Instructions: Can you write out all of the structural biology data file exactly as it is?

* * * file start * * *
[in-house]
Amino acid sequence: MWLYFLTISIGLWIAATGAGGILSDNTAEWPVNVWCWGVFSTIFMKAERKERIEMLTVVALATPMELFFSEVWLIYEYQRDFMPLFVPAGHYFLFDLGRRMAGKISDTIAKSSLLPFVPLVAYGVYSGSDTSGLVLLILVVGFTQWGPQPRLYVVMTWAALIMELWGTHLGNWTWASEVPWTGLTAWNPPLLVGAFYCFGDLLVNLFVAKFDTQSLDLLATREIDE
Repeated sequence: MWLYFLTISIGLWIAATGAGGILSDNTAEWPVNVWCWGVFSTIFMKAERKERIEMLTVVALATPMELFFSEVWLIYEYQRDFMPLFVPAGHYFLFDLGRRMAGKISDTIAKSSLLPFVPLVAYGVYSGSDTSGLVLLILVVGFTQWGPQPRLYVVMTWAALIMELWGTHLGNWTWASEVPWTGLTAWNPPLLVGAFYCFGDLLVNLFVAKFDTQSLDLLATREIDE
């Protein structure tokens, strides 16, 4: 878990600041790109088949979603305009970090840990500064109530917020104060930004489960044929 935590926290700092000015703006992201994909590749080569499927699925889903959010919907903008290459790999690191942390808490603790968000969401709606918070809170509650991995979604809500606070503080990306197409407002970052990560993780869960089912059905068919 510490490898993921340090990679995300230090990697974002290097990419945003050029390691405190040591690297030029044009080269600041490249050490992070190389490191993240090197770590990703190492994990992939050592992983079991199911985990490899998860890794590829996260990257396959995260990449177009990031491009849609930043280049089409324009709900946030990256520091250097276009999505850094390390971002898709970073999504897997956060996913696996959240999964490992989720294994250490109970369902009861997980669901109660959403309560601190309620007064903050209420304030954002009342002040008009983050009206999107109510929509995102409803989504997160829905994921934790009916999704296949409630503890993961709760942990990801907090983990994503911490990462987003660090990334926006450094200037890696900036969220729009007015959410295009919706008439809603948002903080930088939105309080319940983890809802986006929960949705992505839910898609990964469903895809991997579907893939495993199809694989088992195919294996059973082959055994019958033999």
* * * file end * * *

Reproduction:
[in-house]
Amino acid sequence: MWLYFLTISIGLWIAATGAGGILSDNTAEWPVNVWCWGVFSTIFMKAERKERIEMLTVVALATPMELFFSEVWLIYEYQRDFMPLFVPAGHYFLFDLGRRMAGKISDTIAKSSLLPFVPLVAYGVYSGSDTSGLVLLILVVGFTQWGPQPRLYVVMTWAALIMELWGTHLGNWTWASEVPWTGLTAWNPPLLVGAFYCFGDLLVNLFVAKFDTQSLDLLATREIDE
Repeated sequence: MWLYFLTISIGLWIAATGAGGILSDNTAEWPVNVWCWGVFSTIFMKAERKERIEMLTVVALATPMELFFSEVWLIYEYQRDFMPLFVPAGHYFLFDLGRRMAGKISDTIAKSSLLPFVPLVAYGVYSGSDTSGLVLLILVVGFTQWGPQPRLYVVMTWAALIMELWGTHLGNWTWASEVPWTGLTAWNPPLLVGAFYCFGDLLVNLFVAKFDTQSLDLLATREIDE
């Protein structure tokens, strides 16, 4: 878990600041790109088949979603305009970090840990500064109530917020104060930004489960044929 935590926290700092000015703006992201994909590749080569499927699925889903959010919907903008290459790999690191942390808490603790968000969401709606918070809170509650991995979604809500606070503080990306197409407002970052990560993780869960089912059905068919 510490490898993921340090990679995300230090990697974002290097990419945003050029390691405190040591690297030029044009080269600041490249050490992070190389490191993240090197770590990703190492994990992939050592992983079991199911985990490899998860890794590829996260990257396959995260990449177009990031491009849609930043280049089409324009709900946030990256520091250097276009999505850094390390971002898709970073999504897997956060996913696996959240999964490992989720294994250490109970369902009861997980669901109660959403309560601190309620007064903050209420304030954002009342002040008009983050009206999107109510929509995102409803989504997160829905994921934790009916999704296949409630503890993961709760942990990801907090983990994503911490990462987003660090990334926006450094200037890696900036969220729009007015959410295009919706008439809603948002903080930088939105309080319940983890809802986006929960949705992505839910898609990964469903895809991997579907893939495993199809694989088992195919294996059973082959055994019958033999």